As Hitler continued his reign of terror over the people of Germany, in his quest to rule the world, he decided that he needed to destroy much of the German infrastructure so that the Allied forces couldn’t use it as they penetrated deep withing the borders of Germany. Hitler must have known by now that he was losing this war, even in his crazed state, so he was trying to find a way to turn the tide.
The Nero Decree (German: Nerobefehl) was the order issued by Hitler on March 19, 1945, right after the Allies captured the final bridge on the Rhine River that allowed access into Germany. The Nero Decree ordered the destruction of large numbers of bridges in Germany. The official name was Decree Concerning Demolitions in the Reich Territory (Befehl betreffend Zerstörungsmaßnahmen im Reichsgebiet), but that is rather a long name, so it became known as the Nero Decree, after the Roman Emperor Nero, who, according to an apocryphal story, “engineered the Great Fire of Rome in 64 AD.”
This act would have wiped out all of Germany’s industry and infrastructure just to keep it from falling under Allied control. Hitler didn’t care about that or about the people who would be affected. The actual task of carrying out such destruction fell to Germany’s armaments minister…and Hitler’s friend, Albert Speer. Speer knew that to follow the order would have a ruinous effect on the German people, so like Von Choltitz, who had disobeyed the order to burn Paris, Speer deliberately disobeyed the order of his friend, who he suspected was mentally unstable. In addition, Speer also issued encrypted alternate orders to delay the destruction. In the end, the Nero Decree wasn’t carried out at all, something which I’m quite certain drove Hitler totally insane.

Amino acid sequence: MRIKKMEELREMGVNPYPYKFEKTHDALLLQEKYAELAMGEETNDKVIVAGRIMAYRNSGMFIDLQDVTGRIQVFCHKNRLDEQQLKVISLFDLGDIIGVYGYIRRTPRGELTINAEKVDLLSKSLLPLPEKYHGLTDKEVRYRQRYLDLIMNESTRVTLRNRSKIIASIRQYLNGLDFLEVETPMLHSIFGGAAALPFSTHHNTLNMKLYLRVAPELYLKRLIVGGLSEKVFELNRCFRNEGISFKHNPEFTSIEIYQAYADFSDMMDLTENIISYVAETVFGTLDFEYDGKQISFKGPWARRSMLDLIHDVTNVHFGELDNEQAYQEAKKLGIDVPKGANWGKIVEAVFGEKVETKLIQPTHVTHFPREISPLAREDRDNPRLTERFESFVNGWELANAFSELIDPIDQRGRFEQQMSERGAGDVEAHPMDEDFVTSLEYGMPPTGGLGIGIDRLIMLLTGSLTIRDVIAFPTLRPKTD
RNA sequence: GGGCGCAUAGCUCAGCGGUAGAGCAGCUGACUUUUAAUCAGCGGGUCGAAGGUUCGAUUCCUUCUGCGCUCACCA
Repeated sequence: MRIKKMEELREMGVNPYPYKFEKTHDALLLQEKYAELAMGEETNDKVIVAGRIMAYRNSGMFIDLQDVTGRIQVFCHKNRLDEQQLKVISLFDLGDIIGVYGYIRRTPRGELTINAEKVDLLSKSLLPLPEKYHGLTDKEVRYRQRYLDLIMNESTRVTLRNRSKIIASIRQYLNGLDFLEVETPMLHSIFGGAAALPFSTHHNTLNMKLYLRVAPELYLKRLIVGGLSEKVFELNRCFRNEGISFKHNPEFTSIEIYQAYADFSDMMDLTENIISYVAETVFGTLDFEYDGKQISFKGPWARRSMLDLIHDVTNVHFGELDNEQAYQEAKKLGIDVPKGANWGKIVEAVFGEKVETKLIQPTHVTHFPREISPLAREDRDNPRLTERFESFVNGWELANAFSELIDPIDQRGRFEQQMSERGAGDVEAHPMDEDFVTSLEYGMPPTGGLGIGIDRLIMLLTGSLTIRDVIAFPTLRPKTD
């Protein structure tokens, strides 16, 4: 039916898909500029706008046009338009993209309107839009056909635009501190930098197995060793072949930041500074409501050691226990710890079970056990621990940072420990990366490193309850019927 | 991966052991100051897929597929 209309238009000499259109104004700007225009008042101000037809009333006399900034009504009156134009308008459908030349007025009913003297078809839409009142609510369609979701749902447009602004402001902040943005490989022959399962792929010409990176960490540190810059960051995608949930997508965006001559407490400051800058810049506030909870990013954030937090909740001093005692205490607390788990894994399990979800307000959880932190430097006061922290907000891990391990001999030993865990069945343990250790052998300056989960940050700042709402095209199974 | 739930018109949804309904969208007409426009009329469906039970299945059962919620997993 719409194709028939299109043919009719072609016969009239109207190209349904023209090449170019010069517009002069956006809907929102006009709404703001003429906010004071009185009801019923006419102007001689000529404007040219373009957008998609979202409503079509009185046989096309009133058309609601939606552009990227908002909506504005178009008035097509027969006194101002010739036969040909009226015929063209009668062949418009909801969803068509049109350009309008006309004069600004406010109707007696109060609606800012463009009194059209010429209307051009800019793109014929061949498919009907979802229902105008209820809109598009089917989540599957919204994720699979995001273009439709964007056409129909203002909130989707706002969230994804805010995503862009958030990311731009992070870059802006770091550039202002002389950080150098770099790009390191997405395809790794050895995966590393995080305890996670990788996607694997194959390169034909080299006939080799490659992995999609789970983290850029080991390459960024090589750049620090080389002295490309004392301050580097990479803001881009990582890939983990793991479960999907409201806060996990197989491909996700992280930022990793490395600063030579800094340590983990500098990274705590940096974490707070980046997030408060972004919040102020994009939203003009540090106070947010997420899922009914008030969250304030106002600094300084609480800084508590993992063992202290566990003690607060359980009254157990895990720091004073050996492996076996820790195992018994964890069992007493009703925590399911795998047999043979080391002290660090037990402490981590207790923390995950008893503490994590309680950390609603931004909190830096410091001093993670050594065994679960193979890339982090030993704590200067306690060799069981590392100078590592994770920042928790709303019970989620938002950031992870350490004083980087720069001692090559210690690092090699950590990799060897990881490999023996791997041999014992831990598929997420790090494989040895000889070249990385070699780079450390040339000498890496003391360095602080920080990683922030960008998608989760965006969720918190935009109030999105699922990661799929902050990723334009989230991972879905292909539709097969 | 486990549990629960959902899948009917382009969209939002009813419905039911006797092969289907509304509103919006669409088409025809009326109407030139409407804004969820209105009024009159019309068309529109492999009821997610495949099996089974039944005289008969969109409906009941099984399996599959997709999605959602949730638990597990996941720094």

Speer was one of the highest-ranking members of German leadership to survive the war. He attempted to promote himself as someone who stood up to Hitler. While history does credit him with refusing to follow the Nero Decree, it did not completely exonerate him. Speer was an architect, and he wanted to preserve many buildings he had designed. Berthold Konrad Hermann Albert Speer, born March 19, 1905, in Mannheim, into an upper-middle-class family. He was the second of three sons of Luise Máthilde Wilhelmine (Hommel) and Albert Friedrich Speer. He was a German architect who served as the Minister of Armaments and War Production in Nazi Germany during most of World War II. He was also a close ally of Adolf Hitler, a relationship which would cause him to be convicted at the Nuremberg trials and sentenced to 20 years in prison. Speer returned to London in 1981 to participate in the BBC Newsnight program. He suffered a stroke and died in London on September 1, 1981.